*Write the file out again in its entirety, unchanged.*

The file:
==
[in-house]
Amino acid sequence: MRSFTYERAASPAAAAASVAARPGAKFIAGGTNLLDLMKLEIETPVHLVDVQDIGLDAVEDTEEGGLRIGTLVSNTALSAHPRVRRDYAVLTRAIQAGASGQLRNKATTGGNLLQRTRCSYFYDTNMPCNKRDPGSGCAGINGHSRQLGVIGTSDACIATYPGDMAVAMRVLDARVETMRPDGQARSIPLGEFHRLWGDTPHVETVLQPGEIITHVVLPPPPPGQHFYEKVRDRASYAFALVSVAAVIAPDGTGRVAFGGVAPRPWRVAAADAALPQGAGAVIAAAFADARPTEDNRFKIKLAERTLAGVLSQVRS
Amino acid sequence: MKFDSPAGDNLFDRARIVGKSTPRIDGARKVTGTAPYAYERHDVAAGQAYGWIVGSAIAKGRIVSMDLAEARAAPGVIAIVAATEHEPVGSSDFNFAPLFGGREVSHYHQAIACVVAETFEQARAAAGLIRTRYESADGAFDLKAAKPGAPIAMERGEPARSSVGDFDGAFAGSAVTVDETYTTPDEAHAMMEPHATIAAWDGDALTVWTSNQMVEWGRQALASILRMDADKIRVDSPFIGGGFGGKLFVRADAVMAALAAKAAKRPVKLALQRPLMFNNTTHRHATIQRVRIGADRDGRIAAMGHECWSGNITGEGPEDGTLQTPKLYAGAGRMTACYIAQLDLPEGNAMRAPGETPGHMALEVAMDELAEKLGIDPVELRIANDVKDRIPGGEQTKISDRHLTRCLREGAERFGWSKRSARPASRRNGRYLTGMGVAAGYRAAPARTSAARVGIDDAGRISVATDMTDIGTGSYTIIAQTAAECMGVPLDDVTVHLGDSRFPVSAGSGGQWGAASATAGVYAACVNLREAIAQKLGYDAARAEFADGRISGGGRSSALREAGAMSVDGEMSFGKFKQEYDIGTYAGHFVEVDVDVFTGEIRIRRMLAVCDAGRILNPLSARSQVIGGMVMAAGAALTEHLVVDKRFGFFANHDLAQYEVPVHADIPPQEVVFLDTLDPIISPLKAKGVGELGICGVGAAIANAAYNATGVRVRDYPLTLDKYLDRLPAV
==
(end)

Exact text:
[in-house]
Amino acid sequence: MRSFTYERAASPAAAAASVAARPGAKFIAGGTNLLDLMKLEIETPVHLVDVQDIGLDAVEDTEEGGLRIGTLVSNTALSAHPRVRRDYAVLTRAIQAGASGQLRNKATTGGNLLQRTRCSYFYDTNMPCNKRDPGSGCAGINGHSRQLGVIGTSDACIATYPGDMAVAMRVLDARVETMRPDGQARSIPLGEFHRLWGDTPHVETVLQPGEIITHVVLPPPPPGQHFYEKVRDRASYAFALVSVAAVIAPDGTGRVAFGGVAPRPWRVAAADAALPQGAGAVIAAAFADARPTEDNRFKIKLAERTLAGVLSQVRS
Amino acid sequence: MKFDSPAGDNLFDRARIVGKSTPRIDGARKVTGTAPYAYERHDVAAGQAYGWIVGSAIAKGRIVSMDLAEARAAPGVIAIVAATEHEPVGSSDFNFAPLFGGREVSHYHQAIACVVAETFEQARAAAGLIRTRYESADGAFDLKAAKPGAPIAMERGEPARSSVGDFDGAFAGSAVTVDETYTTPDEAHAMMEPHATIAAWDGDALTVWTSNQMVEWGRQALASILRMDADKIRVDSPFIGGGFGGKLFVRADAVMAALAAKAAKRPVKLALQRPLMFNNTTHRHATIQRVRIGADRDGRIAAMGHECWSGNITGEGPEDGTLQTPKLYAGAGRMTACYIAQLDLPEGNAMRAPGETPGHMALEVAMDELAEKLGIDPVELRIANDVKDRIPGGEQTKISDRHLTRCLREGAERFGWSKRSARPASRRNGRYLTGMGVAAGYRAAPARTSAARVGIDDAGRISVATDMTDIGTGSYTIIAQTAAECMGVPLDDVTVHLGDSRFPVSAGSGGQWGAASATAGVYAACVNLREAIAQKLGYDAARAEFADGRISGGGRSSALREAGAMSVDGEMSFGKFKQEYDIGTYAGHFVEVDVDVFTGEIRIRRMLAVCDAGRILNPLSARSQVIGGMVMAAGAALTEHLVVDKRFGFFANHDLAQYEVPVHADIPPQEVVFLDTLDPIISPLKAKGVGELGICGVGAAIANAAYNATGVRVRDYPLTLDKYLDRLPAV